Sept. 25, 2012–Abhyudai Singh, assistant professor of electrical and computer engineering at the University of Delaware, describes a new method to understand sources of “noise” in gene-expression that create variability in protein levels in a paper published in Molecular Systems Biology, a publication of Nature, on Aug. 28.

This noise is expressed as variability in the levels of proteins/mRNAs in a cell.

Understanding which biochemical processes contribute to this variability is an important problem, since protein variability plays important roles such as driving genetically identical cells to different cell fates and buffering cell populations from unpredictable and hostile changes in their environment.

The paper, entitled “Dynamics of Protein Noise Can Distinguish Between Alternate Sources of Gene-Expression Variability” develops a new method that uses changes in protein levels inside single cells to pinpoint the primary source of gene-expression noise.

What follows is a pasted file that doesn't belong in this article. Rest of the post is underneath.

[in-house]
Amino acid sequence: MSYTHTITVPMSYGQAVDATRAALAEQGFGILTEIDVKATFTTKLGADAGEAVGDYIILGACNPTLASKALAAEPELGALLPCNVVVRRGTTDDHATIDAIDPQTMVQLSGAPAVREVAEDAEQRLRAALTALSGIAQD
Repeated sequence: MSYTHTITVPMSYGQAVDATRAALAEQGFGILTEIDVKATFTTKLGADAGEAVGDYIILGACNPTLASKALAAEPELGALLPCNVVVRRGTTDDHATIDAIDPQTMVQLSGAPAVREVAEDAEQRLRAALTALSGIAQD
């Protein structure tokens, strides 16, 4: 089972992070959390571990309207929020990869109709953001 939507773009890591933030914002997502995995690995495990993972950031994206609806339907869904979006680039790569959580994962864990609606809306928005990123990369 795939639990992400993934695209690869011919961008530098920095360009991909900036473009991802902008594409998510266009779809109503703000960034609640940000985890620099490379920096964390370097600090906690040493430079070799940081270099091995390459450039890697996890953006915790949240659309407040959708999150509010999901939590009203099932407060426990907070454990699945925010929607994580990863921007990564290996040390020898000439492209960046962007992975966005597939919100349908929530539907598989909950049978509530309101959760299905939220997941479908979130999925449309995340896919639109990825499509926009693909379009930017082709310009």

In collaboration with Prof. Leor Weinberger’s group at the Gladstone Institute of Virology and Immunology, San Francisco, Singh applied this method to the Human immunodeficiency virus (HIV) system, where gene-expression noise can drive the HIV virus into latency, a dormant drug-resistant state.

The results revealed that random bursts of mRNA production drive variability in the levels of key viral regulatory proteins during human cell infection.

“We believe that understanding the source of viral gene-expression noise will have important implications in designing therapies for preventing HIV entering latency,” Singh said.

Other co-authors on the paper include Brandon Razooky and Roy Dar from the Gladstone Institute of Virology and Immunology.

About the professor

Abhyudai Singh joined the UD faculty in 2011 as an assistant professor in the Department of Electrical and Computer Engineering and the Biomedical Engineering Program. He is also an affiliated faculty member of the Center for Bioinformatics and Computational Biology (CBCB). His research interest lies in characterizing gene networks underlying disease systems, specifically pathogenic viruses such as HIV.

Article by Karen B. Roberts